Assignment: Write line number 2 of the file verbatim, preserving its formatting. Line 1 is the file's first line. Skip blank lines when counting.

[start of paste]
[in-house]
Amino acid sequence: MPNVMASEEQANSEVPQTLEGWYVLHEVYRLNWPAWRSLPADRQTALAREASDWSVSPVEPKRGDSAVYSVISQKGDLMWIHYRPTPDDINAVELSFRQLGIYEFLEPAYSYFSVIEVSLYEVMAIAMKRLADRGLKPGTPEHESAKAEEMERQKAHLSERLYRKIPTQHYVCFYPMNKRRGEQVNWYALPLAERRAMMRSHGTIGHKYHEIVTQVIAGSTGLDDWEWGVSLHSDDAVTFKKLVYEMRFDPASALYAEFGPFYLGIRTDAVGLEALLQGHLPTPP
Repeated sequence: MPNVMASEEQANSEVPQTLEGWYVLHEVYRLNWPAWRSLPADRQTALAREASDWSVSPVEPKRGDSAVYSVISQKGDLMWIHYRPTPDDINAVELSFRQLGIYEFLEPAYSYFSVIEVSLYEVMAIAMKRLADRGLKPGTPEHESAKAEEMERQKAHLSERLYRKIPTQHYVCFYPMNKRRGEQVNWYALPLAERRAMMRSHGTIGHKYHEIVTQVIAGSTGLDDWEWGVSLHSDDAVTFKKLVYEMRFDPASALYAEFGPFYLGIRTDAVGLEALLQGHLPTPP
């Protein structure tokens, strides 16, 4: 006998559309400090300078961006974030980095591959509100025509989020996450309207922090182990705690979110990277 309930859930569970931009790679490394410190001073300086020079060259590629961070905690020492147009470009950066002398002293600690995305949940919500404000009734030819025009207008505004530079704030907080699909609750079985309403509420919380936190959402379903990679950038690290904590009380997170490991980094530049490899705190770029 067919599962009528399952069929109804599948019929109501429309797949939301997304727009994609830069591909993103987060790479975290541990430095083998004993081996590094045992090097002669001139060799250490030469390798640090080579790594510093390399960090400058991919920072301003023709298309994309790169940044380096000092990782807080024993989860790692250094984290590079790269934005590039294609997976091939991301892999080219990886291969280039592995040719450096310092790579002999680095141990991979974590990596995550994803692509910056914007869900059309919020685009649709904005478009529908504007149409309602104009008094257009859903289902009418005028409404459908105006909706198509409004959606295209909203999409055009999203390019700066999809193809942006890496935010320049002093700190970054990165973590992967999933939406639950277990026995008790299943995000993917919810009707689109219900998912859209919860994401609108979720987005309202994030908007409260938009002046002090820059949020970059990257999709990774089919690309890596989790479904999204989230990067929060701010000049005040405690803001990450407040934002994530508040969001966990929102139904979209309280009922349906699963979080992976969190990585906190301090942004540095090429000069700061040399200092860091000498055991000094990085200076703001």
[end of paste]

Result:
Amino acid sequence: MPNVMASEEQANSEVPQTLEGWYVLHEVYRLNWPAWRSLPADRQTALAREASDWSVSPVEPKRGDSAVYSVISQKGDLMWIHYRPTPDDINAVELSFRQLGIYEFLEPAYSYFSVIEVSLYEVMAIAMKRLADRGLKPGTPEHESAKAEEMERQKAHLSERLYRKIPTQHYVCFYPMNKRRGEQVNWYALPLAERRAMMRSHGTIGHKYHEIVTQVIAGSTGLDDWEWGVSLHSDDAVTFKKLVYEMRFDPASALYAEFGPFYLGIRTDAVGLEALLQGHLPTPP